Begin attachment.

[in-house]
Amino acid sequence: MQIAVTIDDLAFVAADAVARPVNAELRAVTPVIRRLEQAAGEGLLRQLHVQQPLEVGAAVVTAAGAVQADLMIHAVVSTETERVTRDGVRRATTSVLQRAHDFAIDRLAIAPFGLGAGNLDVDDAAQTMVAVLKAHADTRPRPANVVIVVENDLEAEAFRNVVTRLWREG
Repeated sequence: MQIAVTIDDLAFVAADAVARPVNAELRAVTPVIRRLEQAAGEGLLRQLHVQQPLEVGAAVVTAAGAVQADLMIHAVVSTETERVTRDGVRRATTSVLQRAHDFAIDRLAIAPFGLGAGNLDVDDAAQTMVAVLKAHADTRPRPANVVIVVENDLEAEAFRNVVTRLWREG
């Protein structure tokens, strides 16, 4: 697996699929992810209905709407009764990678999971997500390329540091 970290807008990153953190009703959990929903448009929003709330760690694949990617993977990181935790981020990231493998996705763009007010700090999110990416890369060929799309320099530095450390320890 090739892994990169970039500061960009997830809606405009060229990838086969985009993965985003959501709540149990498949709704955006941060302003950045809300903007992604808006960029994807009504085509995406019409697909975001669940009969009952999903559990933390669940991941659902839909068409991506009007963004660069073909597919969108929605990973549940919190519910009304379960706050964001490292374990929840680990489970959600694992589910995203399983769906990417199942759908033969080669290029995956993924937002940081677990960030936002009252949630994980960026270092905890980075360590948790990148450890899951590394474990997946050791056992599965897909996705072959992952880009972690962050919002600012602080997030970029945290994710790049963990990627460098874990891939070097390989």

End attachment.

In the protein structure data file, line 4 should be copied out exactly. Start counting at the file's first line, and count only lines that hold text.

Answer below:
């Protein structure tokens, strides 16, 4: 697996699929992810209905709407009764990678999971997500390329540091 970290807008990153953190009703959990929903448009929003709330760690694949990617993977990181935790981020990231493998996705763009007010700090999110990416890369060929799309320099530095450390320890 090739892994990169970039500061960009997830809606405009060229990838086969985009993965985003959501709540149990498949709704955006941060302003950045809300903007992604808006960029994807009504085509995406019409697909975001669940009969009952999903559990933390669940991941659902839909068409991506009007963004660069073909597919969108929605990973549940919190519910009304379960706050964001490292374990929840680990489970959600694992589910995203399983769906990417199942759908033969080669290029995956993924937002940081677990960030936002009252949630994980960026270092905890980075360590948790990148450890899951590394474990997946050791056992599965897909996705072959992952880009972690962050919002600012602080997030970029945290994710790049963990990627460098874990891939070097390989």